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FDA Obtains Court Order to Shut Down Dietary Supplement Maker

Federal judge approves consent decree with California firm that failed to follow regulations

A federal court ordered a California dietary supplement manufacturer to stop selling its products until the company comes into compliance with the FDA’s dietary supplement manufacturing regulations and other requirements listed in a consent decree.

U.S. District Judge Beverly Reid O’Connell of the Central District of California signed a consent decree of permanent injunction against Health One Pharmaceuticals, Inc., of City of Industry, California, and Richard S. Yeh, the firm’s president and owner. Health One is a private label and contract manufacturer of dietary supplements.

As part of the decree, Health One and Yeh told the court that they have already ceased manufacturing and distributing all articles of food, drugs, and dietary supplements.

The decree requires Health One, under FDA supervision, to recall and destroy all dietary supplements that were manufactured, prepared, packed, labeled, held, or distributed between September 1, 2011, and January 15, 2015.

“When a company puts consumers at risk, the FDA will take action to protect public health,” said Melinda K. Plaisier, FDA associate commissioner for regulatory affairs. “Our goal is to ensure that consumers have access to dietary supplements that meet federal standards for safety and quality.”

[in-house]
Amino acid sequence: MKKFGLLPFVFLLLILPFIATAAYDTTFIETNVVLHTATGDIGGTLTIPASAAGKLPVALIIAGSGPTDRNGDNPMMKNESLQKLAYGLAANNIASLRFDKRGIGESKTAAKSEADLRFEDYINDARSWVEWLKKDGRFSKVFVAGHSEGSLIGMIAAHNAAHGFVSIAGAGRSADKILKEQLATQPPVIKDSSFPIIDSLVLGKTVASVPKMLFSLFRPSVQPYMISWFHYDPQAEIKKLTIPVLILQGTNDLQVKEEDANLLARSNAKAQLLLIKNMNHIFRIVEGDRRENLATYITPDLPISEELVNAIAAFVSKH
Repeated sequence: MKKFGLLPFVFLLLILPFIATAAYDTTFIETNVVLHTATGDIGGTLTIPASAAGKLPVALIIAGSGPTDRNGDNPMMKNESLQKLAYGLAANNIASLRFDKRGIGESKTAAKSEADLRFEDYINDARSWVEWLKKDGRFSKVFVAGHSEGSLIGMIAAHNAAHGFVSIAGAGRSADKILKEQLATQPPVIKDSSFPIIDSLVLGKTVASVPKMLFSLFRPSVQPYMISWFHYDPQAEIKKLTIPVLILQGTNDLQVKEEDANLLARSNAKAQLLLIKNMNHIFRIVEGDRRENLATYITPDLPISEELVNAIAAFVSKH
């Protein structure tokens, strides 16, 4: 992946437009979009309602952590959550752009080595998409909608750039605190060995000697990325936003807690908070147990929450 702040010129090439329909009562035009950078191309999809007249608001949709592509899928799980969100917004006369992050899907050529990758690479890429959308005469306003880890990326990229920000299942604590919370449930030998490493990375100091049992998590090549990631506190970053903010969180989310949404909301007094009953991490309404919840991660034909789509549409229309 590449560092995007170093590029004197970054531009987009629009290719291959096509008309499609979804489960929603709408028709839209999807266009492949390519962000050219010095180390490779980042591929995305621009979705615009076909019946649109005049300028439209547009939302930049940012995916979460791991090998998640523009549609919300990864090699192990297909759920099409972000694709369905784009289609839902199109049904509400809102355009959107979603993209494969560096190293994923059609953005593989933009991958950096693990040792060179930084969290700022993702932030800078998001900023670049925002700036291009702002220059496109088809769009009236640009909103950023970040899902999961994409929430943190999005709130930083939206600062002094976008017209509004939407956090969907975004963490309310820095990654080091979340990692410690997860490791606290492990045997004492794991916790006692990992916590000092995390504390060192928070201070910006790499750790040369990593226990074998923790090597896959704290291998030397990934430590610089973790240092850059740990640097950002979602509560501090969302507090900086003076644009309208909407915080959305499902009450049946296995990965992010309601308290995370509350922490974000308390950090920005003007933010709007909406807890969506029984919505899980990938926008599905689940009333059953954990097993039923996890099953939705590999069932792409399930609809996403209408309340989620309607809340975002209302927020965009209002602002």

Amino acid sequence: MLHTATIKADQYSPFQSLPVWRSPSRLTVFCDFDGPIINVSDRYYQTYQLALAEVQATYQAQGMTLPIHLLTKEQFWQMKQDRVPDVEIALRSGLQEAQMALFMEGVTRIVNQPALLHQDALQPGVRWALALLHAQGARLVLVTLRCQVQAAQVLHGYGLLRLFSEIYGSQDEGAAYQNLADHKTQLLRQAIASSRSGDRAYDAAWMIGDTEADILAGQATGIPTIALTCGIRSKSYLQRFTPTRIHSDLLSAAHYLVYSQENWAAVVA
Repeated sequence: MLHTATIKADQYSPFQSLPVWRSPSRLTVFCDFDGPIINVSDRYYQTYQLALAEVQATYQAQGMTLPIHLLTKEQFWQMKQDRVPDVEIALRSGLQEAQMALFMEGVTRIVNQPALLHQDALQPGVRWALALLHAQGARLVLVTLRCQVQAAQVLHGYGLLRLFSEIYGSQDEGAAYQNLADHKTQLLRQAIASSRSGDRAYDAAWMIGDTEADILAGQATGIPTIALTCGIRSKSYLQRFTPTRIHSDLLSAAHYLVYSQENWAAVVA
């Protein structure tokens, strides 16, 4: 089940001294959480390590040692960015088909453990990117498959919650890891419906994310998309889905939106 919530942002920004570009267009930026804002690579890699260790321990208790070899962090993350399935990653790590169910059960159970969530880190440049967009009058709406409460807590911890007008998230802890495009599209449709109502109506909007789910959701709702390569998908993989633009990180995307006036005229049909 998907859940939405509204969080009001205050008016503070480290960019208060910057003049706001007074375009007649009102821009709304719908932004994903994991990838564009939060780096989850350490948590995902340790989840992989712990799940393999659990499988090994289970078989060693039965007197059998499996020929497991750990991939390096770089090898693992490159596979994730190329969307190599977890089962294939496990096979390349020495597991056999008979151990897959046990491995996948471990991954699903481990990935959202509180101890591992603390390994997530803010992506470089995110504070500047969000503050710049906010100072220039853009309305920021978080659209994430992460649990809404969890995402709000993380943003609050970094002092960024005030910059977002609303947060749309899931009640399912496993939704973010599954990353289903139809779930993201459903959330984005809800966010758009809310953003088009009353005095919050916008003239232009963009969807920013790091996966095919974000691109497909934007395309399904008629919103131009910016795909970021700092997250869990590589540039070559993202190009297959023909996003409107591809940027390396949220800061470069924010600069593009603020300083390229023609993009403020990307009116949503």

The FDA issued Health One a warning letter on March 28, 2012, that outlined serious violations of FDA’s current good manufacturing practice (cGMP) requirements. The violations included failure to perform tests to verify the identity of dietary ingredients used to manufacture the supplements; failure to establish appropriate manufacturing controls; and failure to maintain, clean, and sanitize equipment.

Despite assurances from Health One that it was correcting the violations noted in the warning letter, follow-up inspections showed that the company failed to correct all of the manufacturing violations. Failure to follow cGMP requirements made the firm’s products adulterated under the Federal Food, Drug, and Cosmetic Act.

According to the complaint filed with the court, certain dietary supplements manufactured by Health One Pharmaceuticals also were not properly labeled because the labels did not list the common or usual names of all product ingredients.

In order to resume operations, Health One needs to receive permission from the FDA and hire an independent expert to assess whether the firm is in compliance with cGMP requirements. Audit reports documenting compliance with FDA manufacturing regulations then need to be filed with the agency biannually for at least five years.

Source: FDA; January 16, 2015.

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